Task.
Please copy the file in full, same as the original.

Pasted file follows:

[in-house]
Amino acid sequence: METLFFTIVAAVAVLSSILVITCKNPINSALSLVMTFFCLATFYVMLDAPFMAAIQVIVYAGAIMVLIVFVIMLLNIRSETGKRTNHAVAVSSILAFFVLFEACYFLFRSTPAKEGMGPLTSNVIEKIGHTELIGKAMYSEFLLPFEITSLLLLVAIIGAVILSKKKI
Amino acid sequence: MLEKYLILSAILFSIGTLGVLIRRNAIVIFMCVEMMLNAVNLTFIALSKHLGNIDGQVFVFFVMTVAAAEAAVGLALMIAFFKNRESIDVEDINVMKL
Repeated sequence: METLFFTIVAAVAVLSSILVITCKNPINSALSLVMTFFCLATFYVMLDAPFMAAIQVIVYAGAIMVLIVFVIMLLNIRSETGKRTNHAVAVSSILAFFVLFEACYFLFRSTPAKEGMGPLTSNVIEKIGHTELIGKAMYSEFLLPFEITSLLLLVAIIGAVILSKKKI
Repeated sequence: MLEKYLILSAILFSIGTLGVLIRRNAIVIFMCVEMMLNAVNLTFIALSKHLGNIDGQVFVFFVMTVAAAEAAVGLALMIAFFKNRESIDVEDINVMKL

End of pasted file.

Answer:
[in-house]
Amino acid sequence: METLFFTIVAAVAVLSSILVITCKNPINSALSLVMTFFCLATFYVMLDAPFMAAIQVIVYAGAIMVLIVFVIMLLNIRSETGKRTNHAVAVSSILAFFVLFEACYFLFRSTPAKEGMGPLTSNVIEKIGHTELIGKAMYSEFLLPFEITSLLLLVAIIGAVILSKKKI
Amino acid sequence: MLEKYLILSAILFSIGTLGVLIRRNAIVIFMCVEMMLNAVNLTFIALSKHLGNIDGQVFVFFVMTVAAAEAAVGLALMIAFFKNRESIDVEDINVMKL
Repeated sequence: METLFFTIVAAVAVLSSILVITCKNPINSALSLVMTFFCLATFYVMLDAPFMAAIQVIVYAGAIMVLIVFVIMLLNIRSETGKRTNHAVAVSSILAFFVLFEACYFLFRSTPAKEGMGPLTSNVIEKIGHTELIGKAMYSEFLLPFEITSLLLLVAIIGAVILSKKKI
Repeated sequence: MLEKYLILSAILFSIGTLGVLIRRNAIVIFMCVEMMLNAVNLTFIALSKHLGNIDGQVFVFFVMTVAAAEAAVGLALMIAFFKNRESIDVEDINVMKL